David Bourget (Western Ontario)
David Chalmers (ANU, NYU)
Rafael De Clercq
Jack Alan Reynolds
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Neuroethics 3 (2):173-184 (2010)
Medical professionals, including mental health professionals, largely agree that moral judgment should be kept out of clinical settings. The rationale is simple: moral judgment has the capacity to impair clinical judgment in ways that could harm the patient. However, when the patient is suffering from a "Cluster B" personality disorder, keeping moral judgment out of the clinic might appear impossible, not only in practice but also in theory. For the diagnostic criteria associated with these particular disorders (Antisocial, Borderline, Histrionic, Narcissistic) are expressed in overtly moral language. I consider three proposals for dealing with this problem. The first is to eliminate the Cluster B disorders from the DSM on the grounds that they are moral, rather than mental, disorders. The second is to replace the morally laden language of the diagnostic criteria with morally neutral language. The third is to disambiguate the notion of moral judgment so as to respect the distinction between having morally disvalued traits and having moral responsibility for those traits. Sensitivity to this distinction enables the clinician, at least in theory, to employ morally laden diagnostic criteria without adopting the sort of morally judgmental (and potentially harmful) attitude that results from the tacit presumption of moral responsibility. I argue against the first two proposals and in favor of the third. In doing so, I appeal to Grice's distinction between conventional and conversational implicature. I close with a few brief remarks on the irony of retaining overtly moral language in an ostensibly medical manual for the diagnosis of mental disorders.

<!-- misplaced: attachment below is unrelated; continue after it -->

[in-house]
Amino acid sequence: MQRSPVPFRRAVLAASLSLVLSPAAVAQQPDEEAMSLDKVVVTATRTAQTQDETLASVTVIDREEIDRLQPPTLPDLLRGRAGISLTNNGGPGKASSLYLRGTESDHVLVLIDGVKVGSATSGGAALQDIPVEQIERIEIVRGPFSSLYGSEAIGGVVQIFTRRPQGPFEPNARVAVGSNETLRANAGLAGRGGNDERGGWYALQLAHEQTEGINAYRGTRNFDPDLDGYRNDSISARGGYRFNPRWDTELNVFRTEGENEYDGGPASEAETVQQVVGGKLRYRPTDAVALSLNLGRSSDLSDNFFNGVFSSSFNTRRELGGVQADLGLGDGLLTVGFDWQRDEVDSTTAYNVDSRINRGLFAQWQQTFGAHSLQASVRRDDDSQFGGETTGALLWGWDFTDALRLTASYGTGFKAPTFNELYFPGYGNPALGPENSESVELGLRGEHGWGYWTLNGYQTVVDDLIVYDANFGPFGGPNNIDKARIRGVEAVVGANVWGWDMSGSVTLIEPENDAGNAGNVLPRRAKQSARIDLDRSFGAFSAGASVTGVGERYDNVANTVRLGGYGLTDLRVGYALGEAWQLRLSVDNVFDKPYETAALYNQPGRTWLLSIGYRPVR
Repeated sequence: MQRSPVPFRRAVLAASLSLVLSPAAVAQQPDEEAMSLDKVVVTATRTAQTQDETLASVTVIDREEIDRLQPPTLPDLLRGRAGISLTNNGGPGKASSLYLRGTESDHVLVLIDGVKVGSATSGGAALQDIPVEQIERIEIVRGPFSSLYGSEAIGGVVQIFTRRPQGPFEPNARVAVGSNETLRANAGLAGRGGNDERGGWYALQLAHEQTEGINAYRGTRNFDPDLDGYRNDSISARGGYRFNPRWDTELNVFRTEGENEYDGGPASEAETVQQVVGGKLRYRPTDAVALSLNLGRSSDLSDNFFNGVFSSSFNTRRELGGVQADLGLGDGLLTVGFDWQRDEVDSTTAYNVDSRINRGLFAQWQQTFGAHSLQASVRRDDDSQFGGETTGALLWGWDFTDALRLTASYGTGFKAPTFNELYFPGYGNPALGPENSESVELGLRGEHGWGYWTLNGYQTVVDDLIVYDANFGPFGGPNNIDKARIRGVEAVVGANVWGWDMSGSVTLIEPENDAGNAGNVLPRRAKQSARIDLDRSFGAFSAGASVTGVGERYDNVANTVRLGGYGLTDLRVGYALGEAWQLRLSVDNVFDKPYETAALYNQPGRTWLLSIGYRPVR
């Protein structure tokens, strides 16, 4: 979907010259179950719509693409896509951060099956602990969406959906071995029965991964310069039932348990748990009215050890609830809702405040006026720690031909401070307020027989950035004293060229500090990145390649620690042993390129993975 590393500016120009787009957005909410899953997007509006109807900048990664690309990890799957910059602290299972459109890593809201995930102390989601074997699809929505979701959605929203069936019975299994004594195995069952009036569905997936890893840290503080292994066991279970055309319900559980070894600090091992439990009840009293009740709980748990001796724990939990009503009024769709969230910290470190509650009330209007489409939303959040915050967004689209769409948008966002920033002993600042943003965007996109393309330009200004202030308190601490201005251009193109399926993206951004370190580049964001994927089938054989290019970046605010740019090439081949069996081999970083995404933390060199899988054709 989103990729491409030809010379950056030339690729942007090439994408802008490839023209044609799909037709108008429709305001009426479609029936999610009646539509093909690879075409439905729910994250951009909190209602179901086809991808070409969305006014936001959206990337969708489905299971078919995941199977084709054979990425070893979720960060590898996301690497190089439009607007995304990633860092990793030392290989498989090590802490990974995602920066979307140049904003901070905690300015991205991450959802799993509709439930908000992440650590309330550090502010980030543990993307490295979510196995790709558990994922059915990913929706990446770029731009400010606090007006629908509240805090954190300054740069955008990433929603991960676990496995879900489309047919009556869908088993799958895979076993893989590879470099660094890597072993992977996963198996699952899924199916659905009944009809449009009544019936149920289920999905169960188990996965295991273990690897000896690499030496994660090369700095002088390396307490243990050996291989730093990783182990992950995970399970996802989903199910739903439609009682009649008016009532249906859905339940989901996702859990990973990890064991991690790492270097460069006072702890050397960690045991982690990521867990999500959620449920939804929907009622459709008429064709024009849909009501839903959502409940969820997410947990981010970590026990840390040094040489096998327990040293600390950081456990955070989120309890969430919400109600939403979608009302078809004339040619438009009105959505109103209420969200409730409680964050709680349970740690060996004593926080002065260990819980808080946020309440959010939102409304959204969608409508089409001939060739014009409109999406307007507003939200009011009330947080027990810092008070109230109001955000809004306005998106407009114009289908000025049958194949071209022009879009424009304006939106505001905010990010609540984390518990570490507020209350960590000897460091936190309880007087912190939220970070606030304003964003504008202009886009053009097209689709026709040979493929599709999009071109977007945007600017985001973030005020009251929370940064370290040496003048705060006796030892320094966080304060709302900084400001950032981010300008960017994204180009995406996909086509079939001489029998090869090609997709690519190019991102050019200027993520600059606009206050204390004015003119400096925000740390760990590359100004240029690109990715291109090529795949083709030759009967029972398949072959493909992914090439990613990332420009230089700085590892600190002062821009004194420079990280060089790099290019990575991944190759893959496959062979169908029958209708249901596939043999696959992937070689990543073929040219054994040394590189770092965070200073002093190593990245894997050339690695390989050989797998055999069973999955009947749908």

|Keywords||Moral language Moral judgment Moral responsibility Psychiatric diagnosis Personality disorders|
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References found in this work BETA
Louis C. Charland (2004). Personality Disorders. In Jennifer Radden (ed.), The Philosophy of Psychiatry: A Companion. Oxford University Press. 64.
Martha Farah (2001). Emerging Ethical Issues in Neuroscience. Nature Neuroscience 5:1123 - 1129.
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Marga Reimer (2010). Treatment Adherence in the Absence of Insight: A Puzzle and a Proposed Solution. Philosophy, Psychiatry, and Psychology 17 (1):65-75.
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